The Peabody Diversity Course project was developed to provide graduate students in EDUC 3050: Adv. Social & Philosophical Aspects of Education (a required masters-level course for licensing secondary education teachers) an opportunity to practice their communication skills.
Advanced Trauma Life Support® (ATLS®)
This course was created to provide a concise approach to the care of a trauma patient as well demonstration of various surgical and airway skills. ATLS covers various surgical and airway skills. Learning outcomes include competency in performing surgical/airway skills and treating traumatic injuries occurring in all regions of the body. The ATLS® program teaches a systematic, concise approach to the care of a trauma patient as well demonstration of various surgical and airway skills.
Advanced Surgical Skills for Exposure in Trauma (ASSET)
The ASSET course teaches surgical exposure of anatomic structures that, when injured, may pose a threat to life or limb. Students use a course manual that provides an overview of surgical exposures in key areas: neck, chest, abdomen and pelvis, and upper and lower extremities. The one-day course covers each section, beginning with a case-based overview that is followed by a hands-on exposure guided by the faculty. The student-to-faculty ratio is low, allowing extensive faculty guidance and interaction with students.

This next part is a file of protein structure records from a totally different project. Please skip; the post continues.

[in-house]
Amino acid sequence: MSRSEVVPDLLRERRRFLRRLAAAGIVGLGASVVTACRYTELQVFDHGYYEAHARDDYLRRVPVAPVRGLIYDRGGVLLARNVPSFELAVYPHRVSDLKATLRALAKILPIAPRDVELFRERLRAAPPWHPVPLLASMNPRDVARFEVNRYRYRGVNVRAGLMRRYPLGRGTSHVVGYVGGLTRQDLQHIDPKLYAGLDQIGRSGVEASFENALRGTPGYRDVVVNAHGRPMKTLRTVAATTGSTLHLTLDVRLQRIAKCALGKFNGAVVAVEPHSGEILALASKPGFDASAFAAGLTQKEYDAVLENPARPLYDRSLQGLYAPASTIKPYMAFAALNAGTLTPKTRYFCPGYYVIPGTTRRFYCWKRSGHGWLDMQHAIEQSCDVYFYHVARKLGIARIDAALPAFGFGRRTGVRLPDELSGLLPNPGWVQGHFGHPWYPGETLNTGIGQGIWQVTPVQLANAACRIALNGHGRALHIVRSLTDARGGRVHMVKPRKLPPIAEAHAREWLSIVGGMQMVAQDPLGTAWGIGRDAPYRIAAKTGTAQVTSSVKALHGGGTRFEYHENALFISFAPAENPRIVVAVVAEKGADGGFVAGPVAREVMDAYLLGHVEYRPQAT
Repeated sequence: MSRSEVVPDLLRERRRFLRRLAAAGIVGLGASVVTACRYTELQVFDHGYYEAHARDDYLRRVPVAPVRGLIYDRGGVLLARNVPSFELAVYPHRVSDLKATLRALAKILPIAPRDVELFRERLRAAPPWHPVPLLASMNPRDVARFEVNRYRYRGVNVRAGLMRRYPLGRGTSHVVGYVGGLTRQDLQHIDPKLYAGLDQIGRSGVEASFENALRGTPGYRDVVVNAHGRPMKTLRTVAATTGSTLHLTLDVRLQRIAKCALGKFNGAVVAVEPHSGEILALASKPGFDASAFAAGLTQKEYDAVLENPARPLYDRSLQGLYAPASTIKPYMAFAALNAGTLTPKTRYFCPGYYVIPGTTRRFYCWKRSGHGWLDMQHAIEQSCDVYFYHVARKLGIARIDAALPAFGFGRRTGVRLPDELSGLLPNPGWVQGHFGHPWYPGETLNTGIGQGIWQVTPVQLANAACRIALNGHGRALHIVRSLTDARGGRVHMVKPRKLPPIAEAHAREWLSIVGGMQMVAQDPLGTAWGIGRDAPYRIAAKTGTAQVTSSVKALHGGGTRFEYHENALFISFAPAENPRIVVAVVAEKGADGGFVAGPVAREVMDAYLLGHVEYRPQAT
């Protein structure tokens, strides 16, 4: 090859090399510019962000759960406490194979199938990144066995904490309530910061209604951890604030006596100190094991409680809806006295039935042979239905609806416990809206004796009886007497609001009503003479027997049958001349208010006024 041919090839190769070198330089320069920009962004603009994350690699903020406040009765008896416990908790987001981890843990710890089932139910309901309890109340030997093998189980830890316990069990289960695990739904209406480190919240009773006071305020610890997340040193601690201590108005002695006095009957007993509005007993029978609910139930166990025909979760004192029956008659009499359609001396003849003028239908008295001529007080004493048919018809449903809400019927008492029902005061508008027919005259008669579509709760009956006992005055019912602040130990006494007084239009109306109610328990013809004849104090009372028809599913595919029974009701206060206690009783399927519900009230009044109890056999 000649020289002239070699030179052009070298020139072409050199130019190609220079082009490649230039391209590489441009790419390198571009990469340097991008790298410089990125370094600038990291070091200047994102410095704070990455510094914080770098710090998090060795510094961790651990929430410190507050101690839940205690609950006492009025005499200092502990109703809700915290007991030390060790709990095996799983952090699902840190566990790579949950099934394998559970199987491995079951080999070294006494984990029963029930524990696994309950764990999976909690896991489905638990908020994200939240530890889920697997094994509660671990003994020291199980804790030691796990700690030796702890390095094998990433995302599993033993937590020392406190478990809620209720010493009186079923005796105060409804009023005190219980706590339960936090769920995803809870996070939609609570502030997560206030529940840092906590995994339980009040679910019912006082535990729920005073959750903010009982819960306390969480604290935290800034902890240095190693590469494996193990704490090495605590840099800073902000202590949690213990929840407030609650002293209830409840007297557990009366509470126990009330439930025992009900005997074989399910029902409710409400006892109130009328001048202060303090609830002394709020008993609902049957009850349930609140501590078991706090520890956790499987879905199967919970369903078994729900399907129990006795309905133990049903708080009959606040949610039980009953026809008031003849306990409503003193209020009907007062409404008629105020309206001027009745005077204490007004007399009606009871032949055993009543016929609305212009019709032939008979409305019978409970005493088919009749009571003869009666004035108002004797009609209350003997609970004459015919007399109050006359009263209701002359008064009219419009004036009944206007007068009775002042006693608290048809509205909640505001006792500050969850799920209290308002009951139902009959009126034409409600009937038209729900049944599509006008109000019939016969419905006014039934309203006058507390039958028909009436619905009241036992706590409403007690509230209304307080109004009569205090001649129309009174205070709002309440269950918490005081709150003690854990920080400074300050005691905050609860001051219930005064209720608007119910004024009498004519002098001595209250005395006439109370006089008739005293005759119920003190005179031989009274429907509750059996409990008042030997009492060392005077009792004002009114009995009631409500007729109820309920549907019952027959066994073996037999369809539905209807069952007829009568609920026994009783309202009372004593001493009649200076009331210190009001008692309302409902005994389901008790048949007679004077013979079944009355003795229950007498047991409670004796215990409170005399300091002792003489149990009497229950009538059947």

Our Kids Center
Our Kids Center, a Nashville-based organization providing expert medical evaluations and crisis counseling in response to concerns of child sexual abuse, has created a series of skills labs, including simulation at CELA, to enhance clinical and communications skills for healthcare providers training as pediatric Sexual Assault Examiners (SAEs).
The simulation event was created to give opportunities for direct observation and deliberate feedback to senior residents who were about to enter supervising roles as senior residents on call. In the past we have promoted the residents into these roles because it was "that time of year", but without knowing if they truly had the ability to manage emergencies, the medical knowledge to supervise junior residents, or the communication skills needed teach them.